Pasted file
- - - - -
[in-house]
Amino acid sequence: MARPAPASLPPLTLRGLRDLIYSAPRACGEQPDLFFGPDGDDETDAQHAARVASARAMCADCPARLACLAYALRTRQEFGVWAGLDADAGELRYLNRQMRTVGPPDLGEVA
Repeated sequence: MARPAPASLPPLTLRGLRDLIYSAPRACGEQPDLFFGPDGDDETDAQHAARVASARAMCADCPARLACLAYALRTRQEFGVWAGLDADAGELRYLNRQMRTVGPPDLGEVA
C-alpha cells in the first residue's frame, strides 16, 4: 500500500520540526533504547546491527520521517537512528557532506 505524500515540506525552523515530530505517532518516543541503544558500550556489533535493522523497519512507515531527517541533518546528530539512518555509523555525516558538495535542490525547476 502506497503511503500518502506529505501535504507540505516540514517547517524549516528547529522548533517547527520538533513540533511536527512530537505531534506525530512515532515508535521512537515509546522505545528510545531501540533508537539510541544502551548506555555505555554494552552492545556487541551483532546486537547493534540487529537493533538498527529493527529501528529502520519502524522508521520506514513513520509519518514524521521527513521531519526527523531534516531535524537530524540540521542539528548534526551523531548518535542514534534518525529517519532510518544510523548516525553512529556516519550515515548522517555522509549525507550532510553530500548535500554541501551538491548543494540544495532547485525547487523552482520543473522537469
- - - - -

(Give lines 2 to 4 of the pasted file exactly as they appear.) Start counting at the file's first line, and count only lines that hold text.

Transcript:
Amino acid sequence: MARPAPASLPPLTLRGLRDLIYSAPRACGEQPDLFFGPDGDDETDAQHAARVASARAMCADCPARLACLAYALRTRQEFGVWAGLDADAGELRYLNRQMRTVGPPDLGEVA
Repeated sequence: MARPAPASLPPLTLRGLRDLIYSAPRACGEQPDLFFGPDGDDETDAQHAARVASARAMCADCPARLACLAYALRTRQEFGVWAGLDADAGELRYLNRQMRTVGPPDLGEVA
C-alpha cells in the first residue's frame, strides 16, 4: 500500500520540526533504547546491527520521517537512528557532506 505524500515540506525552523515530530505517532518516543541503544558500550556489533535493522523497519512507515531527517541533518546528530539512518555509523555525516558538495535542490525547476 502506497503511503500518502506529505501535504507540505516540514517547517524549516528547529522548533517547527520538533513540533511536527512530537505531534506525530512515532515508535521512537515509546522505545528510545531501540533508537539510541544502551548506555555505555554494552552492545556487541551483532546486537547493534540487529537493533538498527529493527529501528529502520519502524522508521520506514513513520509519518514524521521527513521531519526527523531534516531535524537530524540540521542539528548534526551523531548518535542514534534518525529517519532510518544510523548516525553512529556516519550515515548522517555522509549525507550532510553530500548535500554541501551538491548543494540544495532547485525547487523552482520543473522537469